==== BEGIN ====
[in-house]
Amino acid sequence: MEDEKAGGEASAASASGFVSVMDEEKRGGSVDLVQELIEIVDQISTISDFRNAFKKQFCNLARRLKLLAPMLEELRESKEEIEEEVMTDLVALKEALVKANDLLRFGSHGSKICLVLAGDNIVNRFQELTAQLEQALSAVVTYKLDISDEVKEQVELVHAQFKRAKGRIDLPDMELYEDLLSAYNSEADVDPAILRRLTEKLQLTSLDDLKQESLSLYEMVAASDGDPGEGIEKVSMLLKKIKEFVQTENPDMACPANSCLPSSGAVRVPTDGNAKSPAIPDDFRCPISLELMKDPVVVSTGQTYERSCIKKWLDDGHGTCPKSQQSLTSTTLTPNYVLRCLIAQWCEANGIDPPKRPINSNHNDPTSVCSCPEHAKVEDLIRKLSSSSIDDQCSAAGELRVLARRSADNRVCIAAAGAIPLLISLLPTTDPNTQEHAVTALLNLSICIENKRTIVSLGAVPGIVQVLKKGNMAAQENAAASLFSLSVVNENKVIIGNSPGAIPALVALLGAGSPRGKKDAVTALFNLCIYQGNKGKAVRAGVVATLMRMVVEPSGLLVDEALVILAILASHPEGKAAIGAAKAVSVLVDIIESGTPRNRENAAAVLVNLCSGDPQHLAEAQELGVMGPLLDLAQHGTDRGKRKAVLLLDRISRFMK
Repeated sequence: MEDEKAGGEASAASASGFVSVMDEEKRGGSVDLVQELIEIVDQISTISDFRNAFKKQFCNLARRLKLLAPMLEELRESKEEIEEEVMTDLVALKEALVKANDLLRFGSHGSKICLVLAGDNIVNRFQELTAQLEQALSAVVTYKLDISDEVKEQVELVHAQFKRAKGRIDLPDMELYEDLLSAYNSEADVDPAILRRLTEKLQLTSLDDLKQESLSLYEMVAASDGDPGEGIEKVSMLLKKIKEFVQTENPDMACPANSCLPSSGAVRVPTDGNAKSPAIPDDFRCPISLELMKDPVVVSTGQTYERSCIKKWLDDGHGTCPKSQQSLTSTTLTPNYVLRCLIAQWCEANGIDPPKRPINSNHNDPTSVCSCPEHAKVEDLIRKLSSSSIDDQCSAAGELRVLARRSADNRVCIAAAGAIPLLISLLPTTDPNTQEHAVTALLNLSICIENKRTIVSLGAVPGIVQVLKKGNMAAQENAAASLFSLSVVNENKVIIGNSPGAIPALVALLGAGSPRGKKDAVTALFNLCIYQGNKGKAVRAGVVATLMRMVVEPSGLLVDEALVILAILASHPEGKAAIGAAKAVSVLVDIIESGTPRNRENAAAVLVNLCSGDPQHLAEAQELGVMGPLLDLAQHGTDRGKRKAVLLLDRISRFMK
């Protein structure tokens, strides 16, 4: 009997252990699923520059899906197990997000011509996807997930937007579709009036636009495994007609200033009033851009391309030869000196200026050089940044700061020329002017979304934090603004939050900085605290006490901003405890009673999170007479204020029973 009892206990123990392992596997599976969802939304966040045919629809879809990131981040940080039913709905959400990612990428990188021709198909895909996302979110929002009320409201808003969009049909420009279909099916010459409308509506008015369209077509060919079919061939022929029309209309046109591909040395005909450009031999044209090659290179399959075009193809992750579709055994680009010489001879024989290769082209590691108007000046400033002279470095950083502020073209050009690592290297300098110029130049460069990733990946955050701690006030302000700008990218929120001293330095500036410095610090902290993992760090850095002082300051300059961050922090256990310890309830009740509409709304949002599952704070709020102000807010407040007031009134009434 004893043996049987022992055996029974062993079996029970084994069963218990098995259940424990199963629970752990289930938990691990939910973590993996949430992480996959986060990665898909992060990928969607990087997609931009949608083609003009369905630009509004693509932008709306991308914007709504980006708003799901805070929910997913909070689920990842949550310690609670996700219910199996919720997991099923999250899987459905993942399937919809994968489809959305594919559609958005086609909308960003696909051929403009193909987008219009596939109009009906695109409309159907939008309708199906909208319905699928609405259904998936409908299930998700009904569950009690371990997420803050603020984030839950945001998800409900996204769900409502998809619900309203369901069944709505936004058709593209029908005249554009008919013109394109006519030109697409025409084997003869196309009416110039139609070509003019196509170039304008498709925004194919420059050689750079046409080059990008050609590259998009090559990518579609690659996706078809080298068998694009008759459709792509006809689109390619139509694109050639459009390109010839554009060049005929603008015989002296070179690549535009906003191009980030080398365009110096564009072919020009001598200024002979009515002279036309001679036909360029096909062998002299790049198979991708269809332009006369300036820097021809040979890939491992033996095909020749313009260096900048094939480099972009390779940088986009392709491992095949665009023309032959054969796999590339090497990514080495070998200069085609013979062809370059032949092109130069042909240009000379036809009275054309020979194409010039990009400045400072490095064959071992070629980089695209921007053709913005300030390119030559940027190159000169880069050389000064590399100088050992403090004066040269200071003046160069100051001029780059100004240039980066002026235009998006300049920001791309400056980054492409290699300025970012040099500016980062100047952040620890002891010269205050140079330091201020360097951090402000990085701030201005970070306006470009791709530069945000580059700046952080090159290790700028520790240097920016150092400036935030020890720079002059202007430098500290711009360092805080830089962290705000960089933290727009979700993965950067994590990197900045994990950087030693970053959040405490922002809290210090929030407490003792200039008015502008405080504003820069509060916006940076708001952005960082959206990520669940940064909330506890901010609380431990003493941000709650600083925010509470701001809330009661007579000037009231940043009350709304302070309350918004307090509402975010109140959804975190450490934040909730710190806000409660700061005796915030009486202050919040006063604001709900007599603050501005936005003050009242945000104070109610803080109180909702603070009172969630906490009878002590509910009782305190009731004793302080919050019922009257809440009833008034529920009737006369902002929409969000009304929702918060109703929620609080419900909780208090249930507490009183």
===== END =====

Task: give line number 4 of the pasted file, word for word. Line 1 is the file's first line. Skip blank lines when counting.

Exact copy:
């Protein structure tokens, strides 16, 4: 009997252990699923520059899906197990997000011509996807997930937007579709009036636009495994007609200033009033851009391309030869000196200026050089940044700061020329002017979304934090603004939050900085605290006490901003405890009673999170007479204020029973 009892206990123990392992596997599976969802939304966040045919629809879809990131981040940080039913709905959400990612990428990188021709198909895909996302979110929002009320409201808003969009049909420009279909099916010459409308509506008015369209077509060919079919061939022929029309209309046109591909040395005909450009031999044209090659290179399959075009193809992750579709055994680009010489001879024989290769082209590691108007000046400033002279470095950083502020073209050009690592290297300098110029130049460069990733990946955050701690006030302000700008990218929120001293330095500036410095610090902290993992760090850095002082300051300059961050922090256990310890309830009740509409709304949002599952704070709020102000807010407040007031009134009434 004893043996049987022992055996029974062993079996029970084994069963218990098995259940424990199963629970752990289930938990691990939910973590993996949430992480996959986060990665898909992060990928969607990087997609931009949608083609003009369905630009509004693509932008709306991308914007709504980006708003799901805070929910997913909070689920990842949550310690609670996700219910199996919720997991099923999250899987459905993942399937919809994968489809959305594919559609958005086609909308960003696909051929403009193909987008219009596939109009009906695109409309159907939008309708199906909208319905699928609405259904998936409908299930998700009904569950009690371990997420803050603020984030839950945001998800409900996204769900409502998809619900309203369901069944709505936004058709593209029908005249554009008919013109394109006519030109697409025409084997003869196309009416110039139609070509003019196509170039304008498709925004194919420059050689750079046409080059990008050609590259998009090559990518579609690659996706078809080298068998694009008759459709792509006809689109390619139509694109050639459009390109010839554009060049005929603008015989002296070179690549535009906003191009980030080398365009110096564009072919020009001598200024002979009515002279036309001679036909360029096909062998002299790049198979991708269809332009006369300036820097021809040979890939491992033996095909020749313009260096900048094939480099972009390779940088986009392709491992095949665009023309032959054969796999590339090497990514080495070998200069085609013979062809370059032949092109130069042909240009000379036809009275054309020979194409010039990009400045400072490095064959071992070629980089695209921007053709913005300030390119030559940027190159000169880069050389000064590399100088050992403090004066040269200071003046160069100051001029780059100004240039980066002026235009998006300049920001791309400056980054492409290699300025970012040099500016980062100047952040620890002891010269205050140079330091201020360097951090402000990085701030201005970070306006470009791709530069945000580059700046952080090159290790700028520790240097920016150092400036935030020890720079002059202007430098500290711009360092805080830089962290705000960089933290727009979700993965950067994590990197900045994990950087030693970053959040405490922002809290210090929030407490003792200039008015502008405080504003820069509060916006940076708001952005960082959206990520669940940064909330506890901010609380431990003493941000709650600083925010509470701001809330009661007579000037009231940043009350709304302070309350918004307090509402975010109140959804975190450490934040909730710190806000409660700061005796915030009486202050919040006063604001709900007599603050501005936005003050009242945000104070109610803080109180909702603070009172969630906490009878002590509910009782305190009731004793302080919050019922009257809440009833008034529920009737006369902002929409969000009304929702918060109703929620609080419900909780208090249930507490009183």